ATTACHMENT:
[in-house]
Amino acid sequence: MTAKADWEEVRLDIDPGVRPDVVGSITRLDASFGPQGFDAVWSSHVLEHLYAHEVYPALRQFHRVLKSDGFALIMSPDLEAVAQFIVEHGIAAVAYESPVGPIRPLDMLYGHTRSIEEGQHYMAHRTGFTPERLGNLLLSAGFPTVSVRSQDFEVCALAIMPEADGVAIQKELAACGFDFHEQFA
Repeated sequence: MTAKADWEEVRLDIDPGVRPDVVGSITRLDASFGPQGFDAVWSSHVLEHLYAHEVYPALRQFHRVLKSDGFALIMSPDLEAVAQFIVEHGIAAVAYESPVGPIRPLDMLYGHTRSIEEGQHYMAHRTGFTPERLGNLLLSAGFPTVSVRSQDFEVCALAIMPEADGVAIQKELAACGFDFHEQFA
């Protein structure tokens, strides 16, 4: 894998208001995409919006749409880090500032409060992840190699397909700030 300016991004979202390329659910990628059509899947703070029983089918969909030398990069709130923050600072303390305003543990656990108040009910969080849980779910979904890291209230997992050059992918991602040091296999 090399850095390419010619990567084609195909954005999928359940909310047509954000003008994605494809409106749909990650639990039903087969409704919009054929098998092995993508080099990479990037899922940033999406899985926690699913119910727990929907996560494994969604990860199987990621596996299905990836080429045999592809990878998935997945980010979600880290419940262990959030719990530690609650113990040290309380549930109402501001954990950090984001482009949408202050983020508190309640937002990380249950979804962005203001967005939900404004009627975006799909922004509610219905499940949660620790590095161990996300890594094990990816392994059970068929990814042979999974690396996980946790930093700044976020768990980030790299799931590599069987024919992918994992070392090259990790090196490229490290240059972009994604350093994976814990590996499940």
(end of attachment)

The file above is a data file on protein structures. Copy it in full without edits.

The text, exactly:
[in-house]
Amino acid sequence: MTAKADWEEVRLDIDPGVRPDVVGSITRLDASFGPQGFDAVWSSHVLEHLYAHEVYPALRQFHRVLKSDGFALIMSPDLEAVAQFIVEHGIAAVAYESPVGPIRPLDMLYGHTRSIEEGQHYMAHRTGFTPERLGNLLLSAGFPTVSVRSQDFEVCALAIMPEADGVAIQKELAACGFDFHEQFA
Repeated sequence: MTAKADWEEVRLDIDPGVRPDVVGSITRLDASFGPQGFDAVWSSHVLEHLYAHEVYPALRQFHRVLKSDGFALIMSPDLEAVAQFIVEHGIAAVAYESPVGPIRPLDMLYGHTRSIEEGQHYMAHRTGFTPERLGNLLLSAGFPTVSVRSQDFEVCALAIMPEADGVAIQKELAACGFDFHEQFA
């Protein structure tokens, strides 16, 4: 894998208001995409919006749409880090500032409060992840190699397909700030 300016991004979202390329659910990628059509899947703070029983089918969909030398990069709130923050600072303390305003543990656990108040009910969080849980779910979904890291209230997992050059992918991602040091296999 090399850095390419010619990567084609195909954005999928359940909310047509954000003008994605494809409106749909990650639990039903087969409704919009054929098998092995993508080099990479990037899922940033999406899985926690699913119910727990929907996560494994969604990860199987990621596996299905990836080429045999592809990878998935997945980010979600880290419940262990959030719990530690609650113990040290309380549930109402501001954990950090984001482009949408202050983020508190309640937002990380249950979804962005203001967005939900404004009627975006799909922004509610219905499940949660620790590095161990996300890594094990990816392994059970068929990814042979999974690396996980946790930093700044976020768990980030790299799931590599069987024919992918994992070392090259990790090196490229490290240059972009994604350093994976814990590996499940």